Category Archives: Firsts
On February 15, 1879, President Rutherford B. Hayes signed legislation allowing women to be admitted to practice before the Supreme Court. Belva Lockwood became the first woman admitted to practice under the new law. Jill Norgren published her biography of … Continue reading
Rosa Parks will be this year’s sole inductee in the Alabama Women’s Hall of Fame according to this article in the Charlotte Observer. Something about a Women’s Hall of Fame seems anachronistic to me. If I were creating … Continue reading
According to the this article in the Middle East Times, women in the UAE will soon be allowed to become judges. According to UAE official Mohammed bin Nakhira al-Dhaheri, “at present the law states that only a Muslim man … Continue reading
From The Blog of Legal Times: The Supreme Court today quietly helped shatter a glass ceiling you may not have known existed by appointing the first female special master in the Supreme Court’s history. She’s Kristin Linsley Myles of San … Continue reading
Bella Abzug: “How One Tough Broad From the Bronx Fought Jim Crow and Joe McCarthy, Pissed Off Jimmy Carter, Battled for the Rights of Women and Workers, Rallied Against War and for the Planet, and Shook Up Politics Along the … Continue reading
I certainly haven’t read every article covering last night’s win by Hillary Clinton, but what I have read seems to have glossed over something I am fairly certain is true: she’s the first woman to win a presidential primary in … Continue reading
“Rep. Julia Carson, the first black and first woman to represent Indianapolis in Congress, died Saturday, a family spokeswoman said. She was 69.” More information here.
NYT story here. I wonder if she will wear bracelets like this while she writes.
From the AP, an article with the title above: Need proof that New Jersey voters just elected a record number of women to the Legislature? Check out the line outside the Statehouse ladies room. “For the first time in anyone’s … Continue reading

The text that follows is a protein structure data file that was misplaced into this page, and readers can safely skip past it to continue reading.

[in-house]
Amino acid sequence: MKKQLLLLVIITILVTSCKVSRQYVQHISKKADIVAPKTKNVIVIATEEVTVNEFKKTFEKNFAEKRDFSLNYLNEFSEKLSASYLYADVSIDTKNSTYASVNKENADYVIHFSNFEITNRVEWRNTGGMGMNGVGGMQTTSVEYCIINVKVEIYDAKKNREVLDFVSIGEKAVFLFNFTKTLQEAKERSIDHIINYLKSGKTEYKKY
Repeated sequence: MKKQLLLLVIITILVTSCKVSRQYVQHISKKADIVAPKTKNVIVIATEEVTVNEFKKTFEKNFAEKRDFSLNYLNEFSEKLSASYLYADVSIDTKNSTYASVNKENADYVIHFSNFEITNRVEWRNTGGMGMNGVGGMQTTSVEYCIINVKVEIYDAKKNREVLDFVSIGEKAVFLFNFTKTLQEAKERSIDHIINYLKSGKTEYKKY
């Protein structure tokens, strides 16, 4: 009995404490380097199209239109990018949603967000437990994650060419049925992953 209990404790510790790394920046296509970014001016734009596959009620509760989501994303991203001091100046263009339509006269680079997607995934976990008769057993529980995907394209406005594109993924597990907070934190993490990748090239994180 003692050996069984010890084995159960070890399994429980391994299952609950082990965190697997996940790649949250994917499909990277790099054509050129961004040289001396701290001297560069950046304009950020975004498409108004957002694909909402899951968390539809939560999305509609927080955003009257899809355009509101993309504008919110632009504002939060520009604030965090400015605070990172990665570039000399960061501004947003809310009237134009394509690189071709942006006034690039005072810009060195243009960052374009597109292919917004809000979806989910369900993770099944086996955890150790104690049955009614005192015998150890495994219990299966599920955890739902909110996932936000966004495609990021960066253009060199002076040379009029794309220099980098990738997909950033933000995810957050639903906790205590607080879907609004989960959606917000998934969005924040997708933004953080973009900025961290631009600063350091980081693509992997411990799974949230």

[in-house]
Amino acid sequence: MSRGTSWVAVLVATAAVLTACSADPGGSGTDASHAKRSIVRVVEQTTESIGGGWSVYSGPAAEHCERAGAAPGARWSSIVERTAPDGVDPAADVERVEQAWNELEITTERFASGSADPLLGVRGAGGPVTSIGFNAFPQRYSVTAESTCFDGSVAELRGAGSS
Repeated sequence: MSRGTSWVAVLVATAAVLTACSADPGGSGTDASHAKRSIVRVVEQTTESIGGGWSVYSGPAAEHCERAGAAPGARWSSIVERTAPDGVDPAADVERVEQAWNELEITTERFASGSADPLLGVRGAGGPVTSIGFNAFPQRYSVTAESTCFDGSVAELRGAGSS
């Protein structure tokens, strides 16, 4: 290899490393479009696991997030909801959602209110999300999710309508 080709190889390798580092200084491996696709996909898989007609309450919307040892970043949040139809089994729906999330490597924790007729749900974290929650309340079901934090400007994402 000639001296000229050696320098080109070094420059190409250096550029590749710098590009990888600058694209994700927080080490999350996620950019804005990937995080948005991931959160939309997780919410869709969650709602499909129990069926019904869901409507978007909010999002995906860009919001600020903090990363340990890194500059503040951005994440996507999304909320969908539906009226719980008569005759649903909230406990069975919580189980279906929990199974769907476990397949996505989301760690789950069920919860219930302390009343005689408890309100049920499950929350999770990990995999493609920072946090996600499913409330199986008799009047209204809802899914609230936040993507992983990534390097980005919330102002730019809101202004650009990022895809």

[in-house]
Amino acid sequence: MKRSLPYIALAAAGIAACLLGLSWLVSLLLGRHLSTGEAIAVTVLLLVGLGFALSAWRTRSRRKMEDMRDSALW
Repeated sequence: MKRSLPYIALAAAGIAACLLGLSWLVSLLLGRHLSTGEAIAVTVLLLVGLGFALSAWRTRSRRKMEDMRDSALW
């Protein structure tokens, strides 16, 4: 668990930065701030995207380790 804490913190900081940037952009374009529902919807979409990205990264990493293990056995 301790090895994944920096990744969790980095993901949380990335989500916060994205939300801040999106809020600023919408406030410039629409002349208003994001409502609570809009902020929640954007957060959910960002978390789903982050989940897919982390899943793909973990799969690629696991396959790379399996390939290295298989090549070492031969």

From this site: Mal Johnson, a key figure in the birth of the National Association of Black Journalists and the first female reporter at Cox Radio and Television News, died on Saturday at a hospital in Fairfax County, Va., after … Continue reading
The American Symphony Orchestra presents works rarely if ever performed in public and its brilliant music director, Leon Botstein, insures that each season is one of genuine if sometimes uneven discovery. Last Sunday Edith Ethel Smyth’s opera, “The Wreckers,” was … Continue reading
The Financial Times reports: Christine Lagarde has become the first female finance and economy minister of a G7 country following a ministerial reshuffle on Tuesday by Nicolas Sarkozy, French president. Ms Lagarde, 51, a former agriculture and trade minister who … Continue reading
Ammu Joseph discusses media coverage of the election of India’s first female President here.
Dahlia Litwick writes in this article at slate.com, “With the court’s newly dominant conservative wing focused pretty much on whether to ignore or overrule her outright, it’s clear that one real casualty of the new Roberts Court is O’Connor’s lifetime … Continue reading
“Alexandra Hai is the first woman with the right to operate a gondola in Venice, but only for one hotel’s guests.”
That’s the caption to a photo accompanying this article. Here are the first few sentences: For more than a thousand years, Venice has had gondolas but never a female gondolier. But now there is Alexandra Hai. After a decade of … Continue reading
Via Marie S. Newman at Out of the Jungle: Sarah Thomas ’70 broke more than four centuries of English tradition earlier this year when she became the first woman to lead Oxford’s Bodleian Library, the second-largest library in the U.K. … Continue reading
According to this blog post: Thursday, March 29, at about 2:00 p.m, central time, Ria Cortesio will step into position on the first base line in Phoenix, Arizona, and she will do something that no woman has done since March … Continue reading
â€œThe fact that you can sit here and look at me like I’m insane is fantastic,”Harvard Physics Prof. Melissa Franklin said.
According to this article in the Harvard Crimson: Harvard’s first tenured woman physics professor, Melissa E.B. Franklin, startled her audience last night when relating some career experiences that became physical in ways she had not quite expected. â€œUsed to be … Continue reading
“…Computer scientist Frances E. Allen, whose work helped crack Cold War-era code and predict the weather, today will be named the first woman to receive her profession’s highest honor.”
From the LA Times: … The Assn. for Computing Machinery has granted the A.M. Turing Award for technical merit to no more than a few people each year since 1966. Winners include Vinton Cerf and Robert Kahn, who helped create … Continue reading